He continued, “Your birthdays, February 25th, this year is on a Sunday.  According to tradition this coming of age party will be on the following Saturday, March 3, starting at sunset that Friday when three stars are seen in the sky.  Also, in the fall after Yom Kippur after the Rosh Hashanah New Year, you are solely responsible for your behavior and any transgressions.  I want you to know that these are just technicalities as I am totally happy with you and your behavior.”  He finished, “Your mother will discuss this further.  I love you both!”

Esther made plans for her daughters Bat Mitzvah.  Her relatives assisted in making the elaborate dresses and heirloom jewelry was donated.   Most of the Jewish community of Grodno was in attendance and the feast was sumptuous.  It was the social event in Grodno of 1934.  Many Christians were invited and attended.

Unfortunately this happy event was tempered by very ominous political developments on the international stage.  Using democracy to get his foot in the door, Hitler used violence to slam the door shut and seize absolute power in Germany the year before.  By coincidence, Hitler’s designated successor and director of the economy and air force enjoyed coming to the area around Grodno to hunt in the Bialowieza Forest.

Because of the Waldovich family’s reputation as stewards and experts of the forest, the regional Polish governor personally chose Alexi to be Goering’s guide during his vacation.  Alexi went to the ranger station and waited for the arrival of Goering.  Soon a large Mercedes pulled up and the corpulent, flamboyant hunter emerged and came over to Alexi and firmly shook his hand.  Alexi had brought gifts for the Reich marshal.  A skilled woodcarver, Alexi gave his guest his exquisite carvings of elk, bears and wolves.

Not to be outdone Goering gave his scout a huge, elaborately carved wander Vogel walking cane.

Soon they were trekking in the Nature Preserve and Goering bagged a number of elks and several large stags.  He was a friendly, pleasant person and he and Alexi enjoyed each other’s company.  When he went home after the hunt Alexi told Esther and the twins that the experience gave him hope that relations with Germany might not be as bad as they were portrayed in the newspapers.


Sadly, relations in Grodno were soon to take a turn for the worse.

It was 1935 and the twins turned 13 in February.  That summer in town a teen dance was scheduled at the Grodno Hall.  Alexi thought the girls were far too young to go unchaperoned so he asked his cousin Jurie to accompany them.  Things went well at first with an ensemble playing a combination of Strauss waltzes, polkas and even some American-style dance tunes.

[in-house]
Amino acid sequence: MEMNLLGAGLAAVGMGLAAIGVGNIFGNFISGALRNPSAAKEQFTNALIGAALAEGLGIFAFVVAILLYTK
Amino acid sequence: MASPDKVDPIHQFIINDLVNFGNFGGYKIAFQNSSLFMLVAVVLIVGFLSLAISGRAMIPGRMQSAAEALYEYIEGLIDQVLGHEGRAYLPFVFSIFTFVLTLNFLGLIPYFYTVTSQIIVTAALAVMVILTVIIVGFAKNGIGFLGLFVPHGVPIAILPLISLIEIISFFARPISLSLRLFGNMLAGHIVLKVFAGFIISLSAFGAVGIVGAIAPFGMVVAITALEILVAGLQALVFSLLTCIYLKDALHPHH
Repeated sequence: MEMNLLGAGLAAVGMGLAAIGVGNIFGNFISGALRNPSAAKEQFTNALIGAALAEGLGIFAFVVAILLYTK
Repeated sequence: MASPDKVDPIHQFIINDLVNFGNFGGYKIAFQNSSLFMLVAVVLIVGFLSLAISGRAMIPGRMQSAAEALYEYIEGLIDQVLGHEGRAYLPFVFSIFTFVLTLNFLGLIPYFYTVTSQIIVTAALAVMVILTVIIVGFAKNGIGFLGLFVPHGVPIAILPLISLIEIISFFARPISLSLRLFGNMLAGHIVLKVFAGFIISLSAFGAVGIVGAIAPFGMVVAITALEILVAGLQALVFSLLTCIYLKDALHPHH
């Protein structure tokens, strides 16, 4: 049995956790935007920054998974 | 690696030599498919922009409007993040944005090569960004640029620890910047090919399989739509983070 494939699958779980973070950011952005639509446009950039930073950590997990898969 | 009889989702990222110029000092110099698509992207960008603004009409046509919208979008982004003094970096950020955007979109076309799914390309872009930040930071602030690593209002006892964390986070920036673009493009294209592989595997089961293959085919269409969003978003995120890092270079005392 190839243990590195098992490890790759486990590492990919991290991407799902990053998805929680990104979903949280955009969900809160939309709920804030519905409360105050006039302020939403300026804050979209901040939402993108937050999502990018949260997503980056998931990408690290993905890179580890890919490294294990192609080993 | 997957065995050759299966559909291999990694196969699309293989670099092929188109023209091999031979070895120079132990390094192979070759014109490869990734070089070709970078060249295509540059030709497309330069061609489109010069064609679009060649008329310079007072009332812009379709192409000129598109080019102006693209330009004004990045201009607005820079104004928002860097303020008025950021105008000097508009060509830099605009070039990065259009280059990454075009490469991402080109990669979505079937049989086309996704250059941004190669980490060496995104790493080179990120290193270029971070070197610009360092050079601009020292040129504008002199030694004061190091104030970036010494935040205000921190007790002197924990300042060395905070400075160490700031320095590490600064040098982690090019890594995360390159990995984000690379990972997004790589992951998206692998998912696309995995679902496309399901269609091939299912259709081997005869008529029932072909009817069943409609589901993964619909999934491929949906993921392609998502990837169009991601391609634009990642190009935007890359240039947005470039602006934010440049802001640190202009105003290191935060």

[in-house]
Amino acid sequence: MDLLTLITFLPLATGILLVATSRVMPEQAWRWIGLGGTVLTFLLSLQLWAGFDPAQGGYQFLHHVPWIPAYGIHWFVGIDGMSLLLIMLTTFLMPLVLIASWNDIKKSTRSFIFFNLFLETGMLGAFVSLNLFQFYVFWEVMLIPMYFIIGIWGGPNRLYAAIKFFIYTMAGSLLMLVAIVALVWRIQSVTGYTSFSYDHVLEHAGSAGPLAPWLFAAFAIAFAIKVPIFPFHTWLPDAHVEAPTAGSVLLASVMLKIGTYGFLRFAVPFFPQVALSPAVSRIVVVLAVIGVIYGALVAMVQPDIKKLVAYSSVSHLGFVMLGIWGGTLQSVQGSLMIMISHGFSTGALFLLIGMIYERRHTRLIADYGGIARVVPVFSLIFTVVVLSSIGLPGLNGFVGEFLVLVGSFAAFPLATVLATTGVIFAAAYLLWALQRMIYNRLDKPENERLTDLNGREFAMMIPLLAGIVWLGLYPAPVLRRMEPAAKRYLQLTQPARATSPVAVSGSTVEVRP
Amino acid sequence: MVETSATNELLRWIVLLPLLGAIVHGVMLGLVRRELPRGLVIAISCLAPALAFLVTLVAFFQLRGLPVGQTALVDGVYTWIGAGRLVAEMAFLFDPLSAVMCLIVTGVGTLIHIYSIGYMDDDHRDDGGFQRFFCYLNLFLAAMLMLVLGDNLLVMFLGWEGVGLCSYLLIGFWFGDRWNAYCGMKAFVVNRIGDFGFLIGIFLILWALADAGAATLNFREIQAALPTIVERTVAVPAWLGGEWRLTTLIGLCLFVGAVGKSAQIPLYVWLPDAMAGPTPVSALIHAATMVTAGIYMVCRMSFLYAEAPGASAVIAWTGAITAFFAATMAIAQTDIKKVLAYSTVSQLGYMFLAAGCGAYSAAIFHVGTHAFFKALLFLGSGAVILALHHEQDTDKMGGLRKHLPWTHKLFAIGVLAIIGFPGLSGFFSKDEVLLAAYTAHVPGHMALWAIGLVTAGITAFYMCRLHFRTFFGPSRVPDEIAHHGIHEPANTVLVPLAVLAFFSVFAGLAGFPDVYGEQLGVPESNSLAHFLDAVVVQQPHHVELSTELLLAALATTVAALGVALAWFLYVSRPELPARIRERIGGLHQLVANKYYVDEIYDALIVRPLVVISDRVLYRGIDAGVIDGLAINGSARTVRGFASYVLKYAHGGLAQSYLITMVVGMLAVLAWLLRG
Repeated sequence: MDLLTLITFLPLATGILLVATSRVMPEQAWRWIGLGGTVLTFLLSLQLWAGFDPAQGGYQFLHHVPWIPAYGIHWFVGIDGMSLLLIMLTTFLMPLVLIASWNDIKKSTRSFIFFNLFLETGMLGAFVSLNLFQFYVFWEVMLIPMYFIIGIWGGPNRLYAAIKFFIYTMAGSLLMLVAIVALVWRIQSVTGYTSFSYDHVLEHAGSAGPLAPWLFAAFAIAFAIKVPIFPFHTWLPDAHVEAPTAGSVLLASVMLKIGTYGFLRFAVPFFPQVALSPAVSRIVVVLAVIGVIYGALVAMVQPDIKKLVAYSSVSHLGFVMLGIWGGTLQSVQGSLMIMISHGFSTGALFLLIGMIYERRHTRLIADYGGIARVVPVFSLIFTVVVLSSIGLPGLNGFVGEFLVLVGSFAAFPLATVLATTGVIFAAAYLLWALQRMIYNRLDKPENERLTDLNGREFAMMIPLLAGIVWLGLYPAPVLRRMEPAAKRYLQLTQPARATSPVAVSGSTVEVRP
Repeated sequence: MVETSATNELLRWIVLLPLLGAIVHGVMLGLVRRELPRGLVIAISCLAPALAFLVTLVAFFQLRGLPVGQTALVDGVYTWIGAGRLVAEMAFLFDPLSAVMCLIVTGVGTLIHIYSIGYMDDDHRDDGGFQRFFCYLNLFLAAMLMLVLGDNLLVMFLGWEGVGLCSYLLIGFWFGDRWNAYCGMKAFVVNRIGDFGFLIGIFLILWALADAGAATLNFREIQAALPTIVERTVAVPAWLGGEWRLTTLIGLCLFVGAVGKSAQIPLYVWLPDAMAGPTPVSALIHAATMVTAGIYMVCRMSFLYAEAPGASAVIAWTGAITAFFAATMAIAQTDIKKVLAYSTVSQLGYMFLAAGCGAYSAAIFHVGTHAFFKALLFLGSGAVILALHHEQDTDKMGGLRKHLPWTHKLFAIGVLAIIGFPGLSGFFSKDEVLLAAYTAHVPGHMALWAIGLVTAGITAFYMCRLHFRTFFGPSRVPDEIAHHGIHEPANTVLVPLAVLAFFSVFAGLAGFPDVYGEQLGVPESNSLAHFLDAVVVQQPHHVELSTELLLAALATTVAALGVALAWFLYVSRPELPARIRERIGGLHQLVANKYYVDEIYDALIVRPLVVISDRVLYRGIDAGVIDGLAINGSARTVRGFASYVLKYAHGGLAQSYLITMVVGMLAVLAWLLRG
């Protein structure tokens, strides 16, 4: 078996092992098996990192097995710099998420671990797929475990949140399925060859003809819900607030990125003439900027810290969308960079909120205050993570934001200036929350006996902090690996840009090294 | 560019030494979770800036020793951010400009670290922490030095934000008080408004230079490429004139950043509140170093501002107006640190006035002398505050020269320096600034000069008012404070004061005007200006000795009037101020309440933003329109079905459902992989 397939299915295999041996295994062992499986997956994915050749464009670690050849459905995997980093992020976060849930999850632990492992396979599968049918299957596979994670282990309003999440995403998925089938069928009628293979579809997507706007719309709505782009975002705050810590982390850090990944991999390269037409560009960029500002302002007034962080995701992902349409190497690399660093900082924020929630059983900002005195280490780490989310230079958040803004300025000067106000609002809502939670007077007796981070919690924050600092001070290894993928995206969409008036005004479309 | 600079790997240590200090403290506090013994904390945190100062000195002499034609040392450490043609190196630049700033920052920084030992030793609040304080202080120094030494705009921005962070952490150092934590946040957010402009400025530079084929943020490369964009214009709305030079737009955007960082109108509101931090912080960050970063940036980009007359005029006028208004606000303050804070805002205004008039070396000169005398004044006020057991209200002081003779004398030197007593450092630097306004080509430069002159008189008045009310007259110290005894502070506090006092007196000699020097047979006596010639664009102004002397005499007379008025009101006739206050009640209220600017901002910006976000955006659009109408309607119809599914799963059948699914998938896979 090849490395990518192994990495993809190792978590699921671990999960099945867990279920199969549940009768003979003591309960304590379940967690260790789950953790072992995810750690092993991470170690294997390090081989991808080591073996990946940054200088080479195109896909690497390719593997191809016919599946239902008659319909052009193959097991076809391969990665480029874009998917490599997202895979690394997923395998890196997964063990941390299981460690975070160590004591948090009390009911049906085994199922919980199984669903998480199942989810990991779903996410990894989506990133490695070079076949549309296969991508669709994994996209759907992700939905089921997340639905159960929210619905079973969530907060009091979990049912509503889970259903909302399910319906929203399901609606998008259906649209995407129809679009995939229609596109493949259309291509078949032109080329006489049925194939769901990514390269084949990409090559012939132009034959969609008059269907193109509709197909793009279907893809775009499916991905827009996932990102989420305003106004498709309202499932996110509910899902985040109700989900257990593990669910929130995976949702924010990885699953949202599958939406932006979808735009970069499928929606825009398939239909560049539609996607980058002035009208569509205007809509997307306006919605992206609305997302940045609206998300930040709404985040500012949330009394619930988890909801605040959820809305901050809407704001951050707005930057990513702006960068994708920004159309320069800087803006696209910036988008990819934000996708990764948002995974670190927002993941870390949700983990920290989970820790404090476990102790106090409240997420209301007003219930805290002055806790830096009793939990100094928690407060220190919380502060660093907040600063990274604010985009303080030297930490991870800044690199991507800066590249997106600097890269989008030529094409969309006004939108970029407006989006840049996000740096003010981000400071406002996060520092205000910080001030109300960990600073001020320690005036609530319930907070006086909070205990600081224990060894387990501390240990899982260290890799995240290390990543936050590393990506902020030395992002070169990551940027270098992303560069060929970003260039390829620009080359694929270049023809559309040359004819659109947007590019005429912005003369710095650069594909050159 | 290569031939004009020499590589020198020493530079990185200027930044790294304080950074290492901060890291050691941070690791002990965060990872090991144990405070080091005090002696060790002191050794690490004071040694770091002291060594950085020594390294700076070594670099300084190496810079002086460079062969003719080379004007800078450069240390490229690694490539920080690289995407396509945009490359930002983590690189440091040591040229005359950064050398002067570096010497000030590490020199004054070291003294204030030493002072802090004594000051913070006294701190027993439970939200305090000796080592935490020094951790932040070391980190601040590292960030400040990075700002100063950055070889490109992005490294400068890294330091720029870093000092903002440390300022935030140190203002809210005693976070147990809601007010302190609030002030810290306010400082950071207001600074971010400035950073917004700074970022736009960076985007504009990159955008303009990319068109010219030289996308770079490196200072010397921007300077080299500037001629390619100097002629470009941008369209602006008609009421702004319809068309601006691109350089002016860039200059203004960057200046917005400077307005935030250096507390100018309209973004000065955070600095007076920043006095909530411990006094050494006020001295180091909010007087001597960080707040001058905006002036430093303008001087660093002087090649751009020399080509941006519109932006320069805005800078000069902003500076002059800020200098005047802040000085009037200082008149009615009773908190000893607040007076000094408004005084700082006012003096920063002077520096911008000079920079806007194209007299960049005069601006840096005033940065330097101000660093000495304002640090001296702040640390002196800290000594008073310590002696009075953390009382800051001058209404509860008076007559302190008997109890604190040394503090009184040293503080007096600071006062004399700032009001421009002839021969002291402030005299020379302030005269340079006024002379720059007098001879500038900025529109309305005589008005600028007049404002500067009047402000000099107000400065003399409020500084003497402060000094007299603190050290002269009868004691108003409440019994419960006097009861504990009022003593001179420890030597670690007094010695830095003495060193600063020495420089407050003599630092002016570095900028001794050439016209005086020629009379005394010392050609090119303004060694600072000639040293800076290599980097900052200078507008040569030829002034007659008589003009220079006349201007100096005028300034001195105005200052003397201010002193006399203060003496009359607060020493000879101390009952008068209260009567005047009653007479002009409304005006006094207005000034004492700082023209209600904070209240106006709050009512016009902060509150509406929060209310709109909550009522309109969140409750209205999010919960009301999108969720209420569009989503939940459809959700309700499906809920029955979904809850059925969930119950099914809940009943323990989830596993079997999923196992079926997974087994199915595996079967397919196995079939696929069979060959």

Then a Jewish boy asked a Christian girl to dance.

Her brother had disagreements with him before and grabbing his arm said, “Stay away from my sister Judenscheisse!”

The Jewish boy pulled a knife and stabbed him repeatedly in the gut.  Fights broke out and the injured teen was taken to the hospital.  Jurie grabbed Sari and Nana and rushed them back to Warsaw Street.

The doctors at the hospital tried desperately to save the boy’s life but he died the next day.  At the funeral tensions were high and some of the male mourners began chugging and passing vodka between themselves.  Soon, some were chanting anti-Jewish statements.  The boy’s father shouted, “Those bastards murdered my son!”  Others started chanting, “Teach them a lesson!  Teach them a lesson!”

There were several days of riots, looting and brawls.  Not being Jewish, Alexi and his family and shop were unharmed.  However it deeply pained the family to witness the episode.

“Why do people hate Jews so much?”  Nana asked her father.

“Sometimes people just don’t like people who are different from themselves Nana.”

The next four years were tense in Grodno with periodic incidents.  Sometimes the twins’ Jewish classmates would call them the Viking Girls because they had blue eyes.  They also endured anti-Semitic slurs from the Christian children.  Alexi regularly escorted the girls and Esther around town to insure their safety.  In September 1939 the bottom dropped out completely.

Without warning and in total violation of signed peace treaties the maniac Hitler attacked the Waldovich’s beloved country.  It took him only a month to take the capital of Warsaw.  As a final insult, the Russians then attacked from the east and captured Grodno.

The Russians didn’t treat them too harshly but new rules were enforced.  Socialist Political Education meetings became mandatory.  The good thing was that the Communists kept the Christians at bay and their harassment toward the Jews was stifled.  Both Nana and Sari met boys at the Communist Youth dances and Alexis’ fur hats, boots and gloves were popular with the Soviet soldiers.  Even Esther did well selling gelt, rugelach, sufganiyot and pierogis at a kiosk she was allowed to open in town.

This respite from strife also proved transitory.  In June 1941 Hitler broke another treaty and attacked Russia without warning.  Nazi armies were now rushing towards the city.  Soon the sound of artillery could be heard in the distance.  The Soviet garrison panicked and retreated to the East.